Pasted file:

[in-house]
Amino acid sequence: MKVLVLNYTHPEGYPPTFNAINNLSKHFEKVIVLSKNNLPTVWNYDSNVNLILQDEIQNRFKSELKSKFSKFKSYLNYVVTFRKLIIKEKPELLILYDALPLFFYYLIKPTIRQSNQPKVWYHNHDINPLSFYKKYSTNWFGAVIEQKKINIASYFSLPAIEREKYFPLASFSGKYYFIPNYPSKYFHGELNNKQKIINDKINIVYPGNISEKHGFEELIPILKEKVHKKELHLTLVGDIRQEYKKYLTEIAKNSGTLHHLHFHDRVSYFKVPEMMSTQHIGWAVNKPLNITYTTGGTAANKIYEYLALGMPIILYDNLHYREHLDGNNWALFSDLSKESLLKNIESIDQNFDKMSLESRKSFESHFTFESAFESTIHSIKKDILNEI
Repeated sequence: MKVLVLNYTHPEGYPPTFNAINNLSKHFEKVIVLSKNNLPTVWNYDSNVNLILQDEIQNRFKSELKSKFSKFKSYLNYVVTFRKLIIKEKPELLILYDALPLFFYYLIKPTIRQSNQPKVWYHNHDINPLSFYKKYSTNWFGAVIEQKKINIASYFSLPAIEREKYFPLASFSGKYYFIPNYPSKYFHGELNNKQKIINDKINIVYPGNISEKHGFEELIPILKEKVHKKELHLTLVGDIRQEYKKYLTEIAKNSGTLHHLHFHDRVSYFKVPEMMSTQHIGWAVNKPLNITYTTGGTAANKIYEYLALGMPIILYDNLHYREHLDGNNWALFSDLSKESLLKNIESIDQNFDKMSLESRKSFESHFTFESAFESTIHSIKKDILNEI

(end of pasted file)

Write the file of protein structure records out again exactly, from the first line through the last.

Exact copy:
[in-house]
Amino acid sequence: MKVLVLNYTHPEGYPPTFNAINNLSKHFEKVIVLSKNNLPTVWNYDSNVNLILQDEIQNRFKSELKSKFSKFKSYLNYVVTFRKLIIKEKPELLILYDALPLFFYYLIKPTIRQSNQPKVWYHNHDINPLSFYKKYSTNWFGAVIEQKKINIASYFSLPAIEREKYFPLASFSGKYYFIPNYPSKYFHGELNNKQKIINDKINIVYPGNISEKHGFEELIPILKEKVHKKELHLTLVGDIRQEYKKYLTEIAKNSGTLHHLHFHDRVSYFKVPEMMSTQHIGWAVNKPLNITYTTGGTAANKIYEYLALGMPIILYDNLHYREHLDGNNWALFSDLSKESLLKNIESIDQNFDKMSLESRKSFESHFTFESAFESTIHSIKKDILNEI
Repeated sequence: MKVLVLNYTHPEGYPPTFNAINNLSKHFEKVIVLSKNNLPTVWNYDSNVNLILQDEIQNRFKSELKSKFSKFKSYLNYVVTFRKLIIKEKPELLILYDALPLFFYYLIKPTIRQSNQPKVWYHNHDINPLSFYKKYSTNWFGAVIEQKKINIASYFSLPAIEREKYFPLASFSGKYYFIPNYPSKYFHGELNNKQKIINDKINIVYPGNISEKHGFEELIPILKEKVHKKELHLTLVGDIRQEYKKYLTEIAKNSGTLHHLHFHDRVSYFKVPEMMSTQHIGWAVNKPLNITYTTGGTAANKIYEYLALGMPIILYDNLHYREHLDGNNWALFSDLSKESLLKNIESIDQNFDKMSLESRKSFESHFTFESAFESTIHSIKKDILNEI